The Stream, December 17, 2019: Regulator Cracks Down on U.K. Water Firms, Demanding Cuts to Bills

The Global Rundown

The United Kingdom’s water regulator cracks down on water firms, calling for average cuts of £50 ($66) on customer bills over the next five years. Residents in parts of South Africa’s drought-stricken Eastern Cape have been without water for months. Rains fend off creeping drought in California. Dams levels in Namibia tumble to less than 20 percent capacity. Ongoing drought in Ethiopia forces hundreds of thousands from their homes. 

“Displacement has many drivers. Drought is a factor, and one that will be exacerbated by climate. Climate change may change key seasonal rainfall which will have the most impact on people’s lives.” –Daniel Yeo, an independent expert of climate and water issues, in reference to the interplay between drought and displacement in Ethiopia. The drought has devastated livestock herds in the country and forced many pastoralists into camps, with no clear path for the future. Reuters

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By The Numbers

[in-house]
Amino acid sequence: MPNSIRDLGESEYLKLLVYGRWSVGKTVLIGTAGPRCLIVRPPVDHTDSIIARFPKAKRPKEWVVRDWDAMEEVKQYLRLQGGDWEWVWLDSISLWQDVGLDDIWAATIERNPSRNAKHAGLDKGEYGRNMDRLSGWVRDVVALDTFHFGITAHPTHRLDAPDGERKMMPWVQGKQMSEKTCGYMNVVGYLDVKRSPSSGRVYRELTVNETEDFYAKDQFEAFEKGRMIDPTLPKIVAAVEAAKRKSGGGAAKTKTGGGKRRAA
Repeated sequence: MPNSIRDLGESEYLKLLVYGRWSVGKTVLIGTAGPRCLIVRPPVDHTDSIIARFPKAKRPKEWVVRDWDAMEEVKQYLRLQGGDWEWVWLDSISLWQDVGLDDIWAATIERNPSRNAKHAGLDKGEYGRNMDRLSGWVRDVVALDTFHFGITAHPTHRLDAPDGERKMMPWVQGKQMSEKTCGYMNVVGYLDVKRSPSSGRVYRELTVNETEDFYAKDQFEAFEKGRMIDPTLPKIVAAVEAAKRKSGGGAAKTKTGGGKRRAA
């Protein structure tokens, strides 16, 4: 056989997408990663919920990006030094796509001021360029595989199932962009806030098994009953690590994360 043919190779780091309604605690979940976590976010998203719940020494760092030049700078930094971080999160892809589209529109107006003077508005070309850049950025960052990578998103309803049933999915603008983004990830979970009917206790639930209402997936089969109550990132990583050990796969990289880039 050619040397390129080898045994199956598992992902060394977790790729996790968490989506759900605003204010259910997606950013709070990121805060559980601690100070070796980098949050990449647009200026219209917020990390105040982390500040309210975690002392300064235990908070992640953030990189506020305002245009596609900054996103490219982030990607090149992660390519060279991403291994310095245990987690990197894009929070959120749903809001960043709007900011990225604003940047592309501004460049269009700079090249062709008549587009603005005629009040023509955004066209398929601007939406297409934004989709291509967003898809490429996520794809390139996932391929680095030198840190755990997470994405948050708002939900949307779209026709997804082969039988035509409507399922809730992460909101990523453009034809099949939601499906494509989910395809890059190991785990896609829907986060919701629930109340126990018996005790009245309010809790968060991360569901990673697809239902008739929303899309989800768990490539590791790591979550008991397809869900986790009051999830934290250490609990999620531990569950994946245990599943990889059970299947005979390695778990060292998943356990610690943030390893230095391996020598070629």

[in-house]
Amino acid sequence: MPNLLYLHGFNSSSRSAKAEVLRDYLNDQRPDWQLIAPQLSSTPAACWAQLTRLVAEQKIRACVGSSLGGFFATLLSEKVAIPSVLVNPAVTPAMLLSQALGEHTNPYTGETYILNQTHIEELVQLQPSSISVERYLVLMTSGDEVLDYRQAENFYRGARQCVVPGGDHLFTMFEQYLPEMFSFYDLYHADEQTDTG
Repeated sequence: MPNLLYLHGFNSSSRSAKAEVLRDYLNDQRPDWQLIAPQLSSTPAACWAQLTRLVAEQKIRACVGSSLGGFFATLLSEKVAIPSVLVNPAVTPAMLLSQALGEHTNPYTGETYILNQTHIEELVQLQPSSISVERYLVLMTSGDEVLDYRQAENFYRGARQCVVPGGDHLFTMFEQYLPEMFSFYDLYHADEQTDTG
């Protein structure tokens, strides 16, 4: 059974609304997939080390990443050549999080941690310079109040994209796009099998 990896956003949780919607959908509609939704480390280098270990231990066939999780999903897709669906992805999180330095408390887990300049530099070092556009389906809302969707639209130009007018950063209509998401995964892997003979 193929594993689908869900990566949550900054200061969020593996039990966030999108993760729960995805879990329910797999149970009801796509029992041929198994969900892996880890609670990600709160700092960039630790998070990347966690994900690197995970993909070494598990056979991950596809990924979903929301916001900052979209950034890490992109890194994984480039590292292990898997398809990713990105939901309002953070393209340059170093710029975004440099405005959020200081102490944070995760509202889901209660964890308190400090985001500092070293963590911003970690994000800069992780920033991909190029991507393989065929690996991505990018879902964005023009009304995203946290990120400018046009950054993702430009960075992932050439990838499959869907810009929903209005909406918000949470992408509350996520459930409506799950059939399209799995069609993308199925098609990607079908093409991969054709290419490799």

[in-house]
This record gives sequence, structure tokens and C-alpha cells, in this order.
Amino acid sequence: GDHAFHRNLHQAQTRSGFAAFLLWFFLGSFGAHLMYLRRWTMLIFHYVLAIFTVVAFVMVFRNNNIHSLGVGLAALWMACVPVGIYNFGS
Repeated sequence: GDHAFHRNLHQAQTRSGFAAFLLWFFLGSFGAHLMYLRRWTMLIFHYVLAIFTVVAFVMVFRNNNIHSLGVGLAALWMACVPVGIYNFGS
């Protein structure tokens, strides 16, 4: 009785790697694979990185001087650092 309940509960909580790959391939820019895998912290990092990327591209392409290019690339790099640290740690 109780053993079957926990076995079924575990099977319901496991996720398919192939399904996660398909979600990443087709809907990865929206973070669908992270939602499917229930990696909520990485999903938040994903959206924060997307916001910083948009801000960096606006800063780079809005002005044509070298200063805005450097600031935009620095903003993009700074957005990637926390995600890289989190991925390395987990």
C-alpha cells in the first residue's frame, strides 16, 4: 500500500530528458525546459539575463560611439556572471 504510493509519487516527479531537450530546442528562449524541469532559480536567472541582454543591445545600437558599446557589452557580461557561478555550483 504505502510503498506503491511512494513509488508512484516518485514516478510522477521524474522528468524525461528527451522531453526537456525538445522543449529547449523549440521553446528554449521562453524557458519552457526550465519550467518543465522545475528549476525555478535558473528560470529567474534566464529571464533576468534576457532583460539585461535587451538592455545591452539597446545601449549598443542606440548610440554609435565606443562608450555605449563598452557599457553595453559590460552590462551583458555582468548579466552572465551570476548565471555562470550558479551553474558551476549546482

15,000 Residents of Adelaide, South Africa, some of whom have been without running water for seven months. Farmers in South Africa’s Eastern Cape say it’s been at least five years since the area has gotten a large downpour. The parched conditions are now causing livestock culls, poor harvests, and water cuts.

19.3 percent Nationwide dam capacity in Namibia, compared to 35.6 percent a year ago. The country is experiencing its worst drought in a century, and left a third of Namibia’s population facing food insecurity. Reuters

Science, Studies, and Reports

Industry regulator Ofwat is cracking down on water firms in England and Wales, pushing the firms to address festering problems with leaks, water quality, and expensive bills. The regulator says firms need to lower customer water bills by £50 ($66) over the next five years, as well as invest in improving performance. BBC

On the Radar

A majority of California slipped into “abnormally dry” conditions in November, but recent rainfall has pushed the state back out of drought, according to the U.S. Drought Monitor. Now, only the northernmost part of the country is abnormally dry, and wet conditions are expected to continue. Sacramento Bee 

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